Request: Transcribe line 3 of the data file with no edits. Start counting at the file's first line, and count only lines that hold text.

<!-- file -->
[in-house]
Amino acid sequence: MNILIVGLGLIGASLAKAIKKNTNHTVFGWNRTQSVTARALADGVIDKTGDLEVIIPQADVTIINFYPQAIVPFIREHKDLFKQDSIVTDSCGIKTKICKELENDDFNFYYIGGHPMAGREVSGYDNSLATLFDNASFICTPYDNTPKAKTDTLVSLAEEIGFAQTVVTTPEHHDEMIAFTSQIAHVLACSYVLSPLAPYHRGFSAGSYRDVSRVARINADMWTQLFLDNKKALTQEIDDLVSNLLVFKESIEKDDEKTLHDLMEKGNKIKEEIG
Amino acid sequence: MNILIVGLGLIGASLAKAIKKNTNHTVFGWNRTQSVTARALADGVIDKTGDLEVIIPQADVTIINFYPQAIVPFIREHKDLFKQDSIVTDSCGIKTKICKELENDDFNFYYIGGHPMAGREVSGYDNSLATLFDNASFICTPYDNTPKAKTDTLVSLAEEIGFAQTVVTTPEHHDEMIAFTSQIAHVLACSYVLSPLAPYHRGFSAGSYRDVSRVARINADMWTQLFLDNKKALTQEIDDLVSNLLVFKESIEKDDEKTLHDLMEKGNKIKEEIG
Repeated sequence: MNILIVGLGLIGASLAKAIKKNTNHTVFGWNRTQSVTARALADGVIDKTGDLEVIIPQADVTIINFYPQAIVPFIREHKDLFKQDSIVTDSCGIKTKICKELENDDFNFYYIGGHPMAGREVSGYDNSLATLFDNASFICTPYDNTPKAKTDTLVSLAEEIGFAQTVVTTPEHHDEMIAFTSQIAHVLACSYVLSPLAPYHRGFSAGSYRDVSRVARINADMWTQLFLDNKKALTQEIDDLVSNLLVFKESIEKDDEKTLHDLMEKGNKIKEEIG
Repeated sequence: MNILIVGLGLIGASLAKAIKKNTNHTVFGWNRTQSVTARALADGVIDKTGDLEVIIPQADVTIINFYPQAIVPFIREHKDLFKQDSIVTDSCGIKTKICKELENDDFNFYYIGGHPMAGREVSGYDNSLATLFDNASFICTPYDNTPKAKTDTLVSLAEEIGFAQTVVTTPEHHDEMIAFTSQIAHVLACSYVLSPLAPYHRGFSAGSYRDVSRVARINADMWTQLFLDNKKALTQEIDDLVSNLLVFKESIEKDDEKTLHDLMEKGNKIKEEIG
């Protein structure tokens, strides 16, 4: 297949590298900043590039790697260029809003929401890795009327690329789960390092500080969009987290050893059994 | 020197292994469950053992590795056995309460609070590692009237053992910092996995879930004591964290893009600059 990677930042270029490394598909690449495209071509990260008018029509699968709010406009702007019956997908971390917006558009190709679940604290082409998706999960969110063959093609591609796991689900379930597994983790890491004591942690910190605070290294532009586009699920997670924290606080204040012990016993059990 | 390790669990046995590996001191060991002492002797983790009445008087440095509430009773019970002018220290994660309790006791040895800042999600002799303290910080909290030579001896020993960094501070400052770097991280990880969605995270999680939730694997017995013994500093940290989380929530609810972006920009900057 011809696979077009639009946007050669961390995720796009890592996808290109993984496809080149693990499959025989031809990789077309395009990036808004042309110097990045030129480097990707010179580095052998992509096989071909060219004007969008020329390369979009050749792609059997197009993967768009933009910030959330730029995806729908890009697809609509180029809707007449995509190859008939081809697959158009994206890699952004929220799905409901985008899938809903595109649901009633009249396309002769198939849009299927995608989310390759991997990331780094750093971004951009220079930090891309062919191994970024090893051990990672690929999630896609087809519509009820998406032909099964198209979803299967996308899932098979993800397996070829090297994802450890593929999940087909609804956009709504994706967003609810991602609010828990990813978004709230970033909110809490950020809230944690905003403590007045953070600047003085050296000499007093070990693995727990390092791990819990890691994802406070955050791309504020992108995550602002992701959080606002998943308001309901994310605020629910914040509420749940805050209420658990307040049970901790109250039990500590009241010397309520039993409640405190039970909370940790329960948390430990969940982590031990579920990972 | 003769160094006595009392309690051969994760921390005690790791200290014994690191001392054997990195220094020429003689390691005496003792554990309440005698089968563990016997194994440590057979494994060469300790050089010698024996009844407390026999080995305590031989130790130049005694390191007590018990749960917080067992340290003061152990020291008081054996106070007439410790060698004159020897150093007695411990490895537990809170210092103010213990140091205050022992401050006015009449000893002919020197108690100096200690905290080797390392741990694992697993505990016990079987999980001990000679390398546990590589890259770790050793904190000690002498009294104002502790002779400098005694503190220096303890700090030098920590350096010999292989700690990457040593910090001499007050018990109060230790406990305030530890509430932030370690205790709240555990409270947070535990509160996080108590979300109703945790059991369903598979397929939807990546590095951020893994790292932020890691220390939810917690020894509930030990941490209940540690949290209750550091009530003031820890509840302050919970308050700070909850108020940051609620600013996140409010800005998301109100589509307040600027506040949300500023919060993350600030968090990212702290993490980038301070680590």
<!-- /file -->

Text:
Amino acid sequence: MNILIVGLGLIGASLAKAIKKNTNHTVFGWNRTQSVTARALADGVIDKTGDLEVIIPQADVTIINFYPQAIVPFIREHKDLFKQDSIVTDSCGIKTKICKELENDDFNFYYIGGHPMAGREVSGYDNSLATLFDNASFICTPYDNTPKAKTDTLVSLAEEIGFAQTVVTTPEHHDEMIAFTSQIAHVLACSYVLSPLAPYHRGFSAGSYRDVSRVARINADMWTQLFLDNKKALTQEIDDLVSNLLVFKESIEKDDEKTLHDLMEKGNKIKEEIG